Mar 28, 2017

Man possibly jailed forever for not giving up his encryption password

Cryptographically secure pseudorandom number g...
(Photo credit: Wikipedia)
I am a huge proponent for encryption. I'm also a huge proponent for the 5th Amendment which protects you from self incrimination through testimony. Apparently a judge in Philadelphia as well as the 3rd US Circuit court of appeals says the 5th Amendment doesn't apply in this particular case.

You see, Francis Rawls was charged with possession of child porn which is a horrendous crime. The issue here is that in order to make the case against him the police seized a number of devices including some encrypted hard drives. Without the contents of those drives, the prosecution doesn't really have a good enough case to really throw the book at him. Rawls apparently won't give up the passphrase for the drives citing the 5th Amendment despite the court's order, so Rawls is being held indefinitely until he coughs up his passphrase.

From Ars Technica:
On Monday, a US federal appeals court sided against a former Philadelphia police officer who has been in jail 17 months because he invoked his Fifth Amendment right against compelled self-incrimination. He had refused to comply with a court order commanding him to unlock two hard drives the authorities say contain child porn. 
The 3-0 decision (PDF) by the 3rd US Circuit Court of Appeals means that the suspect, Francis Rawls, likely will remain jailed indefinitely or until the order (PDF) finding him in contempt of court is lifted or overturned. However, he still can comply with the order and unlock two FileVault encrypted drives connected to his Apple Mac Pro. Using a warrant, authorities seized those drives from his residence in 2015. While Rawls could get out from under the contempt order by unlocking those drives, doing so might expose him to other legal troubles.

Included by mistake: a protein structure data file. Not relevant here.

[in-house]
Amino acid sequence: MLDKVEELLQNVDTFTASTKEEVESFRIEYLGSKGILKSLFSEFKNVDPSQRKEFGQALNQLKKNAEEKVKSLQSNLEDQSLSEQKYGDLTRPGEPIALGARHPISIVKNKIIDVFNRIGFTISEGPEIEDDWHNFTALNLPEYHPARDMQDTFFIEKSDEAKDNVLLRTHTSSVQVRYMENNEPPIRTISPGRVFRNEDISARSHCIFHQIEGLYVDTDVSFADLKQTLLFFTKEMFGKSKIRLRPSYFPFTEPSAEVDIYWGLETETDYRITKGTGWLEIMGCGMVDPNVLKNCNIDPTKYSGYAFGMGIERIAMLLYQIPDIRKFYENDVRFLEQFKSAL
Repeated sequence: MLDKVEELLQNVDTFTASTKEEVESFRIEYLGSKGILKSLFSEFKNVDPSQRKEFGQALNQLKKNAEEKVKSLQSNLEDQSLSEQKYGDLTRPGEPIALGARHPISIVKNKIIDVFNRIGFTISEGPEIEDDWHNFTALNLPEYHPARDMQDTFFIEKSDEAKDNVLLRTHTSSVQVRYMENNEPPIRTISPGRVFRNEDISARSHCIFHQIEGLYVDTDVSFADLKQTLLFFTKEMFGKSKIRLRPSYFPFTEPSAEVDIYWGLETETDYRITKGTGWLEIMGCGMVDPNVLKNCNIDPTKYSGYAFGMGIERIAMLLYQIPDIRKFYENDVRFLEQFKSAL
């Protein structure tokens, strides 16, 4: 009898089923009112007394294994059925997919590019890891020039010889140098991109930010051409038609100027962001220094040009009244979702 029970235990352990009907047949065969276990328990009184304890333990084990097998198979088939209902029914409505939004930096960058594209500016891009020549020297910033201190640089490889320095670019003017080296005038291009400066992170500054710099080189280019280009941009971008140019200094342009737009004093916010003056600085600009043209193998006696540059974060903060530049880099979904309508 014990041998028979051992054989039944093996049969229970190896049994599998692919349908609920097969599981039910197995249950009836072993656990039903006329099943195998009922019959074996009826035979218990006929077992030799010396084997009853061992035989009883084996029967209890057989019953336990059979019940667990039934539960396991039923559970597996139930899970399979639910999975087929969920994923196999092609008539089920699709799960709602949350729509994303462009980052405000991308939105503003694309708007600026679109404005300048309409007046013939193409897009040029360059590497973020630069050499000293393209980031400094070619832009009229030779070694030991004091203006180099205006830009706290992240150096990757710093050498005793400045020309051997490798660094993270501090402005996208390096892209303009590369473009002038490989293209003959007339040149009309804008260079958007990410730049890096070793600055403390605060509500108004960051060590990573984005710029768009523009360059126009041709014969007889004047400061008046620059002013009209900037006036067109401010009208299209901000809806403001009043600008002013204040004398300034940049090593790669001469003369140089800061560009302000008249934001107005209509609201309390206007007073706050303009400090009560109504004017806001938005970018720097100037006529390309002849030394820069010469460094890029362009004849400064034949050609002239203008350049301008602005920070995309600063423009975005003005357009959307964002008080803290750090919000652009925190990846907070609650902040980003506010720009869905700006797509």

In deciding against Rawls, the court of appeals found that the constitutional rights against being compelled to testify against oneself were not being breached. That's because the appeals court, like the police, agreed that the presence of child porn on his drives was a "foregone conclusion." The Fifth Amendment, at its most basic level, protects suspects from being forced to disclose incriminating evidence. In this instance, however, the authorities said they already know there's child porn on the drives, so Rawls' constitutional rights aren't compromised.
I'm no lawyer, but from what I can understand from the law surrounding the 5th Amendment and encryption is that it only applies if the police have no idea what's on your encrypted drive, and the only way to find out is by asking you for a password. In this case, they had eye witness testimony that child porn was indeed on the drive, as well as other system logs showing that illegal files were saved on those drives.

Another way the 5th Amendment doesn't apply to encryption is when there is a physical mechanism like a key to unlock the drive. A physical key does not require testimony, and therefore does not require you to testify against yourself to hand that key over.

There is a nice video explaining this here from the EFF:

I certainly don't condone Rawls' actions here, if he indeed does have child porn, but there is a lesson to be learned here for those of you that value your privacy and your rights. Number one, if you want to be able to use the 5th Amendment to protect your passphrase, then you can't have any other un-encrypted "tracks" pointing to what's on your encrypted devices.

What do you think about this? Let us know in the comments.

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